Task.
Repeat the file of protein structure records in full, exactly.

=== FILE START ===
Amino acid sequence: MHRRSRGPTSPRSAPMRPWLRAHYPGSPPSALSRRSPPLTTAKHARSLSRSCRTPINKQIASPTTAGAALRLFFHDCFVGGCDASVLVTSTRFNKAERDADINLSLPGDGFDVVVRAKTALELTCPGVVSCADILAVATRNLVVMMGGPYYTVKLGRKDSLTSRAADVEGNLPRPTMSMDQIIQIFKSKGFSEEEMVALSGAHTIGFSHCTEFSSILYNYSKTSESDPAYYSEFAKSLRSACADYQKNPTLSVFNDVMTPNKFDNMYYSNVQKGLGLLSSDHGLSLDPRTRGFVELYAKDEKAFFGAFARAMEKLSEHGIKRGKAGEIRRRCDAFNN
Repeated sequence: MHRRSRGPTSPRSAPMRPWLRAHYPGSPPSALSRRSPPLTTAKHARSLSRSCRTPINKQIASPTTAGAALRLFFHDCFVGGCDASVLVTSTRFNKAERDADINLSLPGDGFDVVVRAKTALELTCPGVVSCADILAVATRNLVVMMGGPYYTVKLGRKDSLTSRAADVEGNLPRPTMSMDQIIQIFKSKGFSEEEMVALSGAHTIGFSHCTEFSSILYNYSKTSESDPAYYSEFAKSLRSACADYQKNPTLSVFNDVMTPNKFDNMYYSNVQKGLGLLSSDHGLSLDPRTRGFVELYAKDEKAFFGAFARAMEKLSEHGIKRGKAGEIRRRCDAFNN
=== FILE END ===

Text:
Amino acid sequence: MHRRSRGPTSPRSAPMRPWLRAHYPGSPPSALSRRSPPLTTAKHARSLSRSCRTPINKQIASPTTAGAALRLFFHDCFVGGCDASVLVTSTRFNKAERDADINLSLPGDGFDVVVRAKTALELTCPGVVSCADILAVATRNLVVMMGGPYYTVKLGRKDSLTSRAADVEGNLPRPTMSMDQIIQIFKSKGFSEEEMVALSGAHTIGFSHCTEFSSILYNYSKTSESDPAYYSEFAKSLRSACADYQKNPTLSVFNDVMTPNKFDNMYYSNVQKGLGLLSSDHGLSLDPRTRGFVELYAKDEKAFFGAFARAMEKLSEHGIKRGKAGEIRRRCDAFNN
Repeated sequence: MHRRSRGPTSPRSAPMRPWLRAHYPGSPPSALSRRSPPLTTAKHARSLSRSCRTPINKQIASPTTAGAALRLFFHDCFVGGCDASVLVTSTRFNKAERDADINLSLPGDGFDVVVRAKTALELTCPGVVSCADILAVATRNLVVMMGGPYYTVKLGRKDSLTSRAADVEGNLPRPTMSMDQIIQIFKSKGFSEEEMVALSGAHTIGFSHCTEFSSILYNYSKTSESDPAYYSEFAKSLRSACADYQKNPTLSVFNDVMTPNKFDNMYYSNVQKGLGLLSSDHGLSLDPRTRGFVELYAKDEKAFFGAFARAMEKLSEHGIKRGKAGEIRRRCDAFNN